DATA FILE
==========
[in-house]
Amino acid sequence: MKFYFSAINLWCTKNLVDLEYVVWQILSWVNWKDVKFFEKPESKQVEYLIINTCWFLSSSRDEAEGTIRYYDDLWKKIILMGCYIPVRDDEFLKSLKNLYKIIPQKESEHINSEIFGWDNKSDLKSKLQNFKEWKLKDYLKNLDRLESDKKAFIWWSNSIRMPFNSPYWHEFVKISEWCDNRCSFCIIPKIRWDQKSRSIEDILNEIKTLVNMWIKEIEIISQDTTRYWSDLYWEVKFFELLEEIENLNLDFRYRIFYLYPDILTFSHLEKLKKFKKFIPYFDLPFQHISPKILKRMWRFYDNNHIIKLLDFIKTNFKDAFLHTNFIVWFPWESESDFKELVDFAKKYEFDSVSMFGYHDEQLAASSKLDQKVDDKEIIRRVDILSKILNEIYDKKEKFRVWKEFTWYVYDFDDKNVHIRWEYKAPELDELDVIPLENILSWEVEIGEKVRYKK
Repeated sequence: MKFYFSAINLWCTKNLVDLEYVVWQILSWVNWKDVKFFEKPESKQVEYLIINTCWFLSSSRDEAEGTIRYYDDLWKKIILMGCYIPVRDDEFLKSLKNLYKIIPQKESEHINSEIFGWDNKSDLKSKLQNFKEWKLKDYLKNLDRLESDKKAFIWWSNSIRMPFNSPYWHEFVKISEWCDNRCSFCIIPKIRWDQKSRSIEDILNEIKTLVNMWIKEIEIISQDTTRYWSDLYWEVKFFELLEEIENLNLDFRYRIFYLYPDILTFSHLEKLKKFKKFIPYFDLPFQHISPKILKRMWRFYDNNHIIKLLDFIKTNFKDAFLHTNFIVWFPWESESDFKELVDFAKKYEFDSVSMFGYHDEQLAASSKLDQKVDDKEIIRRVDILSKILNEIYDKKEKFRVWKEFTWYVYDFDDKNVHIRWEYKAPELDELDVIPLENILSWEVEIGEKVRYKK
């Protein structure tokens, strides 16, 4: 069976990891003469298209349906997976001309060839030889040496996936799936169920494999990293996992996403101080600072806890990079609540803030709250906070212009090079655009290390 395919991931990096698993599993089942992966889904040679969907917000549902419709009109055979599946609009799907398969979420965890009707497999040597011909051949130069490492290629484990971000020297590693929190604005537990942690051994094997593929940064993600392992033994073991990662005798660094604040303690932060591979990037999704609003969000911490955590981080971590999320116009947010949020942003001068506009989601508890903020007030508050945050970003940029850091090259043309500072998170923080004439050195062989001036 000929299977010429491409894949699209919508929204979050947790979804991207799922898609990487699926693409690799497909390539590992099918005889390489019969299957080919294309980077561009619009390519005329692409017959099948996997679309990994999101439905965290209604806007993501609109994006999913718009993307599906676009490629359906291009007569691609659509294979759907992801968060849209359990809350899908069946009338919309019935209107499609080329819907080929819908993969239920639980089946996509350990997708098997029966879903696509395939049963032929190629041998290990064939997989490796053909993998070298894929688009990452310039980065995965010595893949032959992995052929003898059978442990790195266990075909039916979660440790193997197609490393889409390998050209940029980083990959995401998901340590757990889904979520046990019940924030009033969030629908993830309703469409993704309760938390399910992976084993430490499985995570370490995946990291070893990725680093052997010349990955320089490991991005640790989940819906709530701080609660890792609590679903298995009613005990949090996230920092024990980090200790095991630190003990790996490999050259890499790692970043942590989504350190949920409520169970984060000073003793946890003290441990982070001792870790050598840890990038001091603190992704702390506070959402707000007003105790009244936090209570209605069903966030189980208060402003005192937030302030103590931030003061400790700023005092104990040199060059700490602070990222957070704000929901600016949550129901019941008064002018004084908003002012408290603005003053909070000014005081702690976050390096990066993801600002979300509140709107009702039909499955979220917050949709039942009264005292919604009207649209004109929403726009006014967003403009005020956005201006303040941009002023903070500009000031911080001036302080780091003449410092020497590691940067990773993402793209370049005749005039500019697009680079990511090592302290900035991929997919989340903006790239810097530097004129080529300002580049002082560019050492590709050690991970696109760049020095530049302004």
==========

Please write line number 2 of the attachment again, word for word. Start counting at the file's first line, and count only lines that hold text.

Amino acid sequence: MKFYFSAINLWCTKNLVDLEYVVWQILSWVNWKDVKFFEKPESKQVEYLIINTCWFLSSSRDEAEGTIRYYDDLWKKIILMGCYIPVRDDEFLKSLKNLYKIIPQKESEHINSEIFGWDNKSDLKSKLQNFKEWKLKDYLKNLDRLESDKKAFIWWSNSIRMPFNSPYWHEFVKISEWCDNRCSFCIIPKIRWDQKSRSIEDILNEIKTLVNMWIKEIEIISQDTTRYWSDLYWEVKFFELLEEIENLNLDFRYRIFYLYPDILTFSHLEKLKKFKKFIPYFDLPFQHISPKILKRMWRFYDNNHIIKLLDFIKTNFKDAFLHTNFIVWFPWESESDFKELVDFAKKYEFDSVSMFGYHDEQLAASSKLDQKVDDKEIIRRVDILSKILNEIYDKKEKFRVWKEFTWYVYDFDDKNVHIRWEYKAPELDELDVIPLENILSWEVEIGEKVRYKK